Islamist militants were holding up to 41 Western gas engineers at a remote BP site in Algeria today, deepening fears that the conflict in Mali could unleash an anti-Western war across the deserts of northern Africa.
One Briton and a Frenchman were reported to have been killed in the attack near the Libyan border and an unknown number of workers, including several Britons and an Irishman, were apparently taken hostage. Sixty heavily armed raiders attacked the gas field in a convoy of pick-up trucks.
The head of a French company providing catering services at the site said tonight: “All the Western workers were taken away and tied up … They are being kept apart and not allowed to move.” Reports last night suggested that the group had offered to free the captives if Algeria released 100 Islamists in its jails and drove them to the border with Mali. Algeria, which has a history of taking a hard line in situations such as this, ruled out negotiations.
The Interior Minister, Daho Ould Kablia, was quoted as saying: “The Algerian authorities will not respond to the demands of the terrorists and will not negotiate.”
Algerian officials said that the raiders, surrounded by its army, were threatening to blow up the site and their captives if their demands were not met. The group of 41 hostages, including 13 Norwegians, seven Americans, several Japanese and British nationals, were seized early yesterday. More than 300 Algerian workers were also captured but later released unharmed.
A spokesman for BP said: “The site was attacked and occupied by a group of unidentified armed people at about 5am UK time. Contact with the site is extremely difficult but we understand that armed individuals are still occupying the site.”
Reports suggested that the raiders spoke Arabic with “strong Libyan accents”. A group called the Katibat Moulathamine, or “Masked Brigade”, told Mauritanian radio the attack was a “punishment” for Algeria’s decision to permit French warplanes to use its airspace to attack Malian rebels.
The Algerian government said the raiders had travelled 600 miles through the Sahara desert from Mali, where French troops were engaged today in the first ground fighting of their six-day-old intervention against Islamist insurgents.
Special forces were reported to be fighting house-to-house in the small town of Diabaly, north of the capital Bamako, which was captured on Monday.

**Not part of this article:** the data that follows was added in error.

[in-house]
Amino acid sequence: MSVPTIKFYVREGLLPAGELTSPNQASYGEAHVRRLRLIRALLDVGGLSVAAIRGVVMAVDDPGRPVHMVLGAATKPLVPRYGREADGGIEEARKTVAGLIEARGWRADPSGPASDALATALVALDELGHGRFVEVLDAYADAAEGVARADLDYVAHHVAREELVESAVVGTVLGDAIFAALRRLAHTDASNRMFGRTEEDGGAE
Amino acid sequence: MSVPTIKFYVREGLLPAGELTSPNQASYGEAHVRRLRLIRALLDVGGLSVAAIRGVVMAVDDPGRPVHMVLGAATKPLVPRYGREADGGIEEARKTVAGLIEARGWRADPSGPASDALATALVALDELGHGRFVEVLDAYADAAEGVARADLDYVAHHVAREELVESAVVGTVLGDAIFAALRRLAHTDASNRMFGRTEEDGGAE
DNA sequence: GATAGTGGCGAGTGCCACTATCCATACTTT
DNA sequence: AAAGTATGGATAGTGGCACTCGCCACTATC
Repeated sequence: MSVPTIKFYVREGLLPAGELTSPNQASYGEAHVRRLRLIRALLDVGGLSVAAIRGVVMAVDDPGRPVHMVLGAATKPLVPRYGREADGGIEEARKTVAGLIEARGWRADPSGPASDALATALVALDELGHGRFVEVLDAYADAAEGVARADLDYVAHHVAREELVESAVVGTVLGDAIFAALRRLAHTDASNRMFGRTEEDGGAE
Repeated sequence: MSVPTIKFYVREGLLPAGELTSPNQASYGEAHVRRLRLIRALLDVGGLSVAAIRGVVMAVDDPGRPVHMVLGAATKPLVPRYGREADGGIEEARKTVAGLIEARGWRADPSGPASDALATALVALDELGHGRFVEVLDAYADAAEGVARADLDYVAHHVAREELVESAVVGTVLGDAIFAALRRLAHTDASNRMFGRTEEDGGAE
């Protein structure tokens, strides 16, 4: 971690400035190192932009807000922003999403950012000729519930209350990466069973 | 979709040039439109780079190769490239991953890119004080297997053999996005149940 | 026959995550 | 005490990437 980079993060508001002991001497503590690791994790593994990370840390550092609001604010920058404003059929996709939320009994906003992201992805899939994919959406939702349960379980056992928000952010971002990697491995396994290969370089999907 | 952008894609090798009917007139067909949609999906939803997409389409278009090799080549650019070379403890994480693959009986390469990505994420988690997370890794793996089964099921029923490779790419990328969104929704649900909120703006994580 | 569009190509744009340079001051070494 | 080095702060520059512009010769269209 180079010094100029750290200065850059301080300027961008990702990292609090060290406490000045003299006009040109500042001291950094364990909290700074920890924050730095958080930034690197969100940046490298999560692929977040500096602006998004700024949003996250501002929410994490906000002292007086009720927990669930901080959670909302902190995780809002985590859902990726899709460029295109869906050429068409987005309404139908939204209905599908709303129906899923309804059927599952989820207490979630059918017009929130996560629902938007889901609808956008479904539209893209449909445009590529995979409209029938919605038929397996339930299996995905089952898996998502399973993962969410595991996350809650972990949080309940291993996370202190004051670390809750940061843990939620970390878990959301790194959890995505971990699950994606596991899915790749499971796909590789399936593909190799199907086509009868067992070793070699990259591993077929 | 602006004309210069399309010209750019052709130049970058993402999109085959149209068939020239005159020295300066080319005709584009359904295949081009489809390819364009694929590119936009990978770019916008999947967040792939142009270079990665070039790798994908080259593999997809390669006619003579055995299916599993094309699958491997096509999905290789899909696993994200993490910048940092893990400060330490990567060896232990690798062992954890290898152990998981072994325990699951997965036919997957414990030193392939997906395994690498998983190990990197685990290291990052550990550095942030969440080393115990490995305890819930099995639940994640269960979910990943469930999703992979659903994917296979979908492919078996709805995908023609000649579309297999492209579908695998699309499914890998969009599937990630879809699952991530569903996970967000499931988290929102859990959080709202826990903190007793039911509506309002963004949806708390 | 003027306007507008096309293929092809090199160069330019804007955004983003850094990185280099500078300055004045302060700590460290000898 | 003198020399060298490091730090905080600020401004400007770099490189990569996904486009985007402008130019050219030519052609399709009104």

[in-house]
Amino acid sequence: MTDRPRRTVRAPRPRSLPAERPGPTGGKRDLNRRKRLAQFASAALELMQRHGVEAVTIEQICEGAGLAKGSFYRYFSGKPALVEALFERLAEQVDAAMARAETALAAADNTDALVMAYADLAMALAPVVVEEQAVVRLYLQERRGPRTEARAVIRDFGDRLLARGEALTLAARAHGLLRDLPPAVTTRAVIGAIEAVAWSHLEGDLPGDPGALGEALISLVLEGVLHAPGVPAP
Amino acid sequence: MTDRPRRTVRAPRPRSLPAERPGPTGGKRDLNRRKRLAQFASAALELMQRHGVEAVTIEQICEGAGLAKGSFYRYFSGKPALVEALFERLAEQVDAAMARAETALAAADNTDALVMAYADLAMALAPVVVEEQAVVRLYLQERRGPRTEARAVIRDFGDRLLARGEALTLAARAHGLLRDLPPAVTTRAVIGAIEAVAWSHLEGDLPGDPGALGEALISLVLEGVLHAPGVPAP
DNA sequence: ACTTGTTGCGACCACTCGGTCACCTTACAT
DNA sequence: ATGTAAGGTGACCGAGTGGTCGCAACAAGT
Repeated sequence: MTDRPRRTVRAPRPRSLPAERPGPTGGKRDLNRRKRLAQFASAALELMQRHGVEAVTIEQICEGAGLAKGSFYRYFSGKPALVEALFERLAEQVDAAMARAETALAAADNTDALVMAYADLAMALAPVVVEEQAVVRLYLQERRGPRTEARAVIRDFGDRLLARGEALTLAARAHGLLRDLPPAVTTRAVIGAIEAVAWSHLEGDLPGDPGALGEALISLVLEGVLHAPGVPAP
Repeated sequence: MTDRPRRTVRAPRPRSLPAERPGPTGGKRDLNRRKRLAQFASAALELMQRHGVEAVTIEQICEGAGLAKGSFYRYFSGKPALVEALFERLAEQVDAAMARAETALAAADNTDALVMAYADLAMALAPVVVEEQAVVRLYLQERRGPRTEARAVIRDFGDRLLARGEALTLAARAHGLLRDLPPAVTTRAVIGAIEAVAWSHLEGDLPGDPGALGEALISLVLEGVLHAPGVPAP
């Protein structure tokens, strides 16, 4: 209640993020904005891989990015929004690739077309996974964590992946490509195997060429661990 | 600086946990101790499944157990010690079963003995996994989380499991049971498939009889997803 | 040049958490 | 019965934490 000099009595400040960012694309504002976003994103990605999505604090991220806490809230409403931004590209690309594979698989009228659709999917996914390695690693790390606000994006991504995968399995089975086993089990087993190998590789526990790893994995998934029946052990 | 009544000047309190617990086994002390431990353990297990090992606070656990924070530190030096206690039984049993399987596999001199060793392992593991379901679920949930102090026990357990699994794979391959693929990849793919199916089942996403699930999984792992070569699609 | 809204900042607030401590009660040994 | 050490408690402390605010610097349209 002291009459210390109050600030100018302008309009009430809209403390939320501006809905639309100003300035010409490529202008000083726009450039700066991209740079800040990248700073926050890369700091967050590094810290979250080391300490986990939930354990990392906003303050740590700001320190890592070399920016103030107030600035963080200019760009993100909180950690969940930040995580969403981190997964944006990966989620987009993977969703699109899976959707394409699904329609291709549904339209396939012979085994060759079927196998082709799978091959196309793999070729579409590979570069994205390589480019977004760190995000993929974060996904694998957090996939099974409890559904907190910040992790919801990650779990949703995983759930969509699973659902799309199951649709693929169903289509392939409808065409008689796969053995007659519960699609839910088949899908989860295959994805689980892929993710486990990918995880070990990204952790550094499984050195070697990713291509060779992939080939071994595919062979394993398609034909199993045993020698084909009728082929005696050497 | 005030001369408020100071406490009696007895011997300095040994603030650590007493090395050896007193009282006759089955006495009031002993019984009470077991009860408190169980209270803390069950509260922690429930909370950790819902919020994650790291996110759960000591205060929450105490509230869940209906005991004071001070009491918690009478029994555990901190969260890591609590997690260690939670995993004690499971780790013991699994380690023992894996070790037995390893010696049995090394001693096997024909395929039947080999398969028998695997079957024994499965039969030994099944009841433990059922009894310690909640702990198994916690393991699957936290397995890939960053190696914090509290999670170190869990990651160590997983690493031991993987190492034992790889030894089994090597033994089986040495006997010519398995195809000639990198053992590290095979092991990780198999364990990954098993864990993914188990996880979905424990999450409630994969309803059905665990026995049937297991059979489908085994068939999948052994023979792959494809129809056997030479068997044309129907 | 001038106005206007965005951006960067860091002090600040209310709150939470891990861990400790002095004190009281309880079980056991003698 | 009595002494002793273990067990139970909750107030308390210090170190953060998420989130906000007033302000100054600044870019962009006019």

The French Defence Minister, Jean-Yves Le Drian, said the town was held by 1,300 fighters from the multinational Al-Qa’ida in the Islamic Maghreb (Aqim) faction. He said they were “the toughest, the most fanatical, the best organised, the most determined and best armed” of the three, loosely allied Islamist groups which overran Mali’s vast, northern desert region last year.
For a sixth day, French warplanes and helicopters pounded the rebels, who attempted last week to break through the relatively narrow “waist” of Mali into the fertile and populous south, where 90 per cent of the population of 14.5 million lives.
Today, a column of 30 French armoured trucks and light tanks moved into holding positions protecting Niger river crossings south of Diabaly. This freed special forces units to move forward to test Islamist resistance in the town itself.
French strategy is to hold the line until a promised 3,500-strong West African force assembles. President François Hollande said he hoped his ground troops could give way to the African contingent “within days or weeks”. The first African soldiers are expected to reach Mali tomorrow but it may be months before they are ready to fight.
Meanwhile, the islamist raid in south-eastern Algeria confirms widespread fears that the Malian conflict could spread across the immense, porous national frontiers of the Sahara and Sahel region stretching from Mauritania to Libya.
Algerian press reports, quoting interior ministry sources, said the raiders initially tried to hijack a bus taking Western workers to the airport. They were fought off after they killed two people, including a Briton, it was claimed.
The Islamist ringleader: Belmokhtar 'the uncatchable'
The attack on BP's Algeria gas field is believed to be the work of one of the most elusive and blood-stained Islamists in North Africa.
Mokhtar Belmokhtar, known as "the uncatchable", was until last year a commander of al-Qa'ida in the Islamic Maghreb, the most feared of the three Islamist groups that threaten to overrun Mali. In his first-ever public appearance last month, he posted online a video in which he said he had split from Aqim and started his own movement in neighbouring Niger called "Signatories in Blood".
Belmokhtar is also known as "Bellaouar", "Khaled Abou Abass" and "the One-Eyed Man". Born in Ghardaïa, Algeria, about 50 years ago, he volunteered to fight in Afghanistan in 1991.
Since his return to North Africa in 1993, he has been implicated in a dozen or more attacks on Westerners, including the murder of four Frenchmen in Mauritania in December 2007 and the murder of two Swiss, a Briton and a German woman in January 2009.
Last July, he was said to have been killed fighting a rival Malian group which wants to create an independent, secular Tuareg state in the Sahara. The claim proved exaggerated and the other rebels have since been driven out of Mali.To finance his activities, especially arms purchases, Belmokhtar is believed to have ransomed some of his previous Western hostages for millions of pounds.
The Algerian interior ministry said yesterday that he had attacked the BP gas field with 20 militants who were "not from any neighbouring country".
How they managed to reach southern Algeria undetected from Belmokhtar's new base in Niger – 1,000km away – is a mystery.